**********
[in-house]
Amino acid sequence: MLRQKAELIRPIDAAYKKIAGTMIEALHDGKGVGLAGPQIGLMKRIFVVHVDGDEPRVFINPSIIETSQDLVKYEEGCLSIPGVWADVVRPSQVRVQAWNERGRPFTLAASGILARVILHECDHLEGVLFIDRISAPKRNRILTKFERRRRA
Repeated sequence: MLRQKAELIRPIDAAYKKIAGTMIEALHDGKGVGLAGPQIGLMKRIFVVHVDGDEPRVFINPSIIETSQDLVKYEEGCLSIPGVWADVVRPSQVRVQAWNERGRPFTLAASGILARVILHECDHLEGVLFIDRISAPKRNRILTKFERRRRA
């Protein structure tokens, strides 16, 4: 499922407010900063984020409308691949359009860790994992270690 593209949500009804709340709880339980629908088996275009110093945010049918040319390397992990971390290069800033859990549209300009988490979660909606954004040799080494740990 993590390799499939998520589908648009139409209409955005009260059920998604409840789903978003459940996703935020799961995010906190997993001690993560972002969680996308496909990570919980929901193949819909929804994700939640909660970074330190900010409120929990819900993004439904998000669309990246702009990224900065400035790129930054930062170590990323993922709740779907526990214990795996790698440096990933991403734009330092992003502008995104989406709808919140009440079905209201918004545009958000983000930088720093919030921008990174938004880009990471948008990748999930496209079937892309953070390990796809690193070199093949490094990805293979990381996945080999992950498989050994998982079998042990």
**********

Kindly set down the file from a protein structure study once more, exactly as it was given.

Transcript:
[in-house]
Amino acid sequence: MLRQKAELIRPIDAAYKKIAGTMIEALHDGKGVGLAGPQIGLMKRIFVVHVDGDEPRVFINPSIIETSQDLVKYEEGCLSIPGVWADVVRPSQVRVQAWNERGRPFTLAASGILARVILHECDHLEGVLFIDRISAPKRNRILTKFERRRRA
Repeated sequence: MLRQKAELIRPIDAAYKKIAGTMIEALHDGKGVGLAGPQIGLMKRIFVVHVDGDEPRVFINPSIIETSQDLVKYEEGCLSIPGVWADVVRPSQVRVQAWNERGRPFTLAASGILARVILHECDHLEGVLFIDRISAPKRNRILTKFERRRRA
């Protein structure tokens, strides 16, 4: 499922407010900063984020409308691949359009860790994992270690 593209949500009804709340709880339980629908088996275009110093945010049918040319390397992990971390290069800033859990549209300009988490979660909606954004040799080494740990 993590390799499939998520589908648009139409209409955005009260059920998604409840789903978003459940996703935020799961995010906190997993001690993560972002969680996308496909990570919980929901193949819909929804994700939640909660970074330190900010409120929990819900993004439904998000669309990246702009990224900065400035790129930054930062170590990323993922709740779907526990214990795996790698440096990933991403734009330092992003502008995104989406709808919140009440079905209201918004545009958000983000930088720093919030921008990174938004880009990471948008990748999930496209079937892309953070390990796809690193070199093949490094990805293979990381996945080999992950498989050994998982079998042990």